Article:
Maintenance: It’s Cool To Care About Soda Fountains

Not keeping up on soda fountain maintenance could be the last straw, but a little attention can mean a lot.

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Missteps in nozzle cleaning can harm the taste and appearance of your beverages.

It’s not every day that service technician Robert DePue has to go under a customer’s building to clean up a tarpit-like pool of soda syrup—but there was that one day.

While working as a tech for a beverage company, DePue became suspicious at the frequency through which a state park food court in Denali, Alaska, was running through a certain syrup.

“I’m like ‘It’s a good flavor, but it’s not that good; something’s odd here,’” he recalls. “I started looking, and I found the trail of syrup going down the back of the [beverage dispenser’s] line.”

Wasted syrup and sticky situation aside, the damage wasn’t so bad. The cause was a bad O-ring where the line connected to the pump, and, based on the amount of product that leaked, DePue estimated it had probably been going on for a couple months.

“O-rings go bad over time a lot of times, and these pumps get changed out,” he says. “Typically, I have seen these pumps last four or five years. I’ve seen issues on them much sooner than that, too, but I mean, they’re plastic; the housing on them and everything’s plastic. They give out.”

In this case, he says, a likely contributor to wear and tear was that this particular machine would have undergone some added duress: winter downtime in an unattended building that can reach -50°F.

Having since left Alaska for a warmer climate, DePue—now working as a technician at Sam Service’s office in Suwanee, Ga.—offers more hot tips on soda fountain maintenance:

SODA WATER ISN’T GOING TO CUT IT. One misconception that persists is in regard to the proper cleaning protocols for soda fountain nozzles. While most operators know they need to remove the nozzles for daily cleaning, some fall short by relying on a soda water soak. “That’s just CO2 in water; you’re not actually cleaning anything,” DePue clarifies. Rather, he recommends soaking the nozzles in hot water (though not too hot that you can’t put your hands in it) mixed with food-equipment safe sanitizer, and then scrubbing each nozzle with a toothbrush or similar tool.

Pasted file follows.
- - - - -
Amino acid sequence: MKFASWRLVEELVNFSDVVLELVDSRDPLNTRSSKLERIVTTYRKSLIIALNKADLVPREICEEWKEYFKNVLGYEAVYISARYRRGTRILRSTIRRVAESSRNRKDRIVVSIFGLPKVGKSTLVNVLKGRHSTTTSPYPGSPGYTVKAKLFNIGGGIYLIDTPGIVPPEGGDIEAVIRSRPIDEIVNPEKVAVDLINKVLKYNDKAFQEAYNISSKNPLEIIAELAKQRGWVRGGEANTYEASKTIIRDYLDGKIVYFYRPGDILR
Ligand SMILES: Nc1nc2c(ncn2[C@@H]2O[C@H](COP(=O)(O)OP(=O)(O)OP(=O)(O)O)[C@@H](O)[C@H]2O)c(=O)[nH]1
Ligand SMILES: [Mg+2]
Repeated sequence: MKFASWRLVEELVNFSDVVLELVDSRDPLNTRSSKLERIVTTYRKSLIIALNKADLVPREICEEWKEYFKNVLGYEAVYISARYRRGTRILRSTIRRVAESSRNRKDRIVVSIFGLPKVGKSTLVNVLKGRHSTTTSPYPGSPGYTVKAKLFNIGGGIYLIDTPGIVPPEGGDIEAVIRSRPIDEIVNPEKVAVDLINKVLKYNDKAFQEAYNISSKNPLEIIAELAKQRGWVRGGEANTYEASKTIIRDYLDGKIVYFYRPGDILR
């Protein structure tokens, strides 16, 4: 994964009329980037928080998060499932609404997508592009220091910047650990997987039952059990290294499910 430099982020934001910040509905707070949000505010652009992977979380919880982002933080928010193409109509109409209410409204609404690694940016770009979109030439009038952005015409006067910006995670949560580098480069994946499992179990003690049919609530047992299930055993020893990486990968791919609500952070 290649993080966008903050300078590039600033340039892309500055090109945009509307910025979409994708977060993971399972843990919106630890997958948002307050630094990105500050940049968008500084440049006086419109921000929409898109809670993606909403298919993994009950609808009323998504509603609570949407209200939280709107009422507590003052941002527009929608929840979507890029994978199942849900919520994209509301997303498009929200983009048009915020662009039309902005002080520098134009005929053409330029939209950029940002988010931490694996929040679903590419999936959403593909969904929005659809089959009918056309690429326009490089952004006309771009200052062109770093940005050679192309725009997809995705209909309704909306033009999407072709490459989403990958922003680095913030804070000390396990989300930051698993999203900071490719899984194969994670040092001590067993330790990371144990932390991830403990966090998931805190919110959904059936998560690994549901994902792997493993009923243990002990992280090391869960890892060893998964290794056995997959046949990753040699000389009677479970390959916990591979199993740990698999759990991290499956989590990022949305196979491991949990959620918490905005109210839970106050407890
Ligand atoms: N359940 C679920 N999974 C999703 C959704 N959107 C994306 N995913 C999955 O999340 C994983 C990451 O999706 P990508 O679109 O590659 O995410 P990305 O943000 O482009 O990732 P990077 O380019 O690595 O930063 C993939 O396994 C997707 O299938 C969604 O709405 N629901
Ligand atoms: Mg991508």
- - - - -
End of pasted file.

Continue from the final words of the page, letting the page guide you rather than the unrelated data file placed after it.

DON’T FORGET ADJACENT EQUIPMENT. Sweet as it tastes and sounds, sweet tea, which is often kept in a standalone machine, is one to watch. DePue says he’s seen operators maintain their main soda machine(s) pretty well but forget about the sweet tea unit, which in many fast-food settings also runs on a syrup line. Follow the same cleaning protocols as mentioned above to keep beverage quality up. Also, mind ice machine maintenance, as it can impact your soda fountain, too. “If your ice machine goes down, then your soda machine pretty much is at a standstill too, because the syrup lines in the soda machine require chilling by the ice machine,” DePue explains. “So, if you don’t have your lines chilled, your product is not going to taste right, and a lot of times it leads to customers being upset.” A planned maintenance cleaning on an ice machine may mean four or five hours of downtime. More in-depth ice machine fixes—almost always triggered by a lack of cleaning, DePue says—might be a new float switch (about $50, plus downtime for ordering the part), or a new water pump motor, which runs around $1,200.

KEEP AN EYE OUT FOR LEAKS. A busy soda fountain, possibly in the front-of-house, can be subject to rough use that can crack an individual valve’s housing. If you see soda leaking between dispensing, it may be time for a replacement. “If the housing in [the valve] is broken, you can take it apart and start replacing it [for about $200], but with the age of that valve, a lot of times it’s more economical to just put a whole new valve on,” says DePue, noting a new valve costs about $300.

Take time to properly maintain your soda fountain, with an emphasis on cleanliness, to sidestep downtime and continue quenching customers’ thirst for a chilled, quality drink.


Halton CreditMelissaHom

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